/ Travel & Leisure

Have you ever tried a luggage courier service?

Pile of Luggage

It’s peak holiday time and that means lugging heavy bags around with you. Community member Ian asks whether a luggage courier service can help make the journey to your destination an easier ride

Going on holiday should be a wonderful experience. But we seem to travel with more and bigger cases these days, yet the spaces for the cases on buses, in cars and on trains hasn’t really changed in years.

For some time, now, we’ve used a luggage courier service – specifically, Send My Bag – and the service it offers seemed to promise a great deal: your luggage would be collected from your house and transported to your holiday destination, so all you’d need when travelling would be a small bag or satchel.

Last year, we decided to travel to Switzerland for 10 days. As we loathe airports, we take the train and, good as Virgin is, lugging on two large cases, finding somewhere to stow them and then collapsing into our seats wasn’t something that we looked forward to.

Send My Bag seemed promising: someone from the company turned up two days before we set off, collected the bags for the first leg of our journey and upon our arrival at the St Pancras Hotel in London, they were waiting for us.

Size matters

It wasn’t until we were on the second leg of our journey on the Eurostar that we were notified of an excess charge of around £70. When we phoned Send My Bag, we were told it was ‘probably a mistake’ and if we measured the bags when we returned home it could send the information to the couriers, DHL.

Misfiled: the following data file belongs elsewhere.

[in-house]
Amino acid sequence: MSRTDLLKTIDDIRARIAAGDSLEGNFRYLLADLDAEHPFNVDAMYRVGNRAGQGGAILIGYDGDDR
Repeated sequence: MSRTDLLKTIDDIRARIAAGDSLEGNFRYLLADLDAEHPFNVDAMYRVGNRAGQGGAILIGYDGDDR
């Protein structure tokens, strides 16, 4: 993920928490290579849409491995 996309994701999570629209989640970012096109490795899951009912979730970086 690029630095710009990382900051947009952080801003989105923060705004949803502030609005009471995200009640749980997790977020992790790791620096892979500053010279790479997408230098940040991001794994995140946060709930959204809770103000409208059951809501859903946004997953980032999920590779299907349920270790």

We did that, and the charge was dropped, but it left us with an uneasy feeling. Send My Bag wouldn’t cancel the charge itself because, it claimed, DHL was responsible. It stated: ‘DHL will insist Send My Bag pays unless we can prove there has been a mistake.’  Yet our contract was with Send My Bag, which seemed odd to us.

What we found most irritating was that it wasn’t clear on the home page of the company that suitcase size is relevant. It gives a flat rate per bag per journey, and then provides a quote for three different weights. What it doesn’t make clear is that it then calculates it by size as well. You only discover that once you’ve clicked on ‘Book Now’.

What not to pack

There are other issues, too: there’s quite a list of prohibited items, but, in my opinion, this list isn’t easy to find until you’ve completed the order or clicked through to the FAQs and searched the page. Among the items on the list are aerosols, liquids, pastes, gels, perfume, nail varnish, toner cartridges, tobacco, alcohol, money and medication.

Luggage courier services are increasing in number but they share some worrying characteristics. Uni Baggage offers a similar service, but its list of prohibited items is, in my view, even harder to find.

On the face of it, these services seem a good idea. They remove the stress of having to heave a suitcase around busy stations and they collect and deliver door-to-door.  But the fact that they fly from a central hub – Birmingham – means there are a lot of things you can’t send, and, as we know, they make mistakes.

And that can easily add more stress than carrying the cases yourself.

This is a guest contribution by community member Ian. All views expressed here are Ian’s own and not necessarily those also shared by Which?.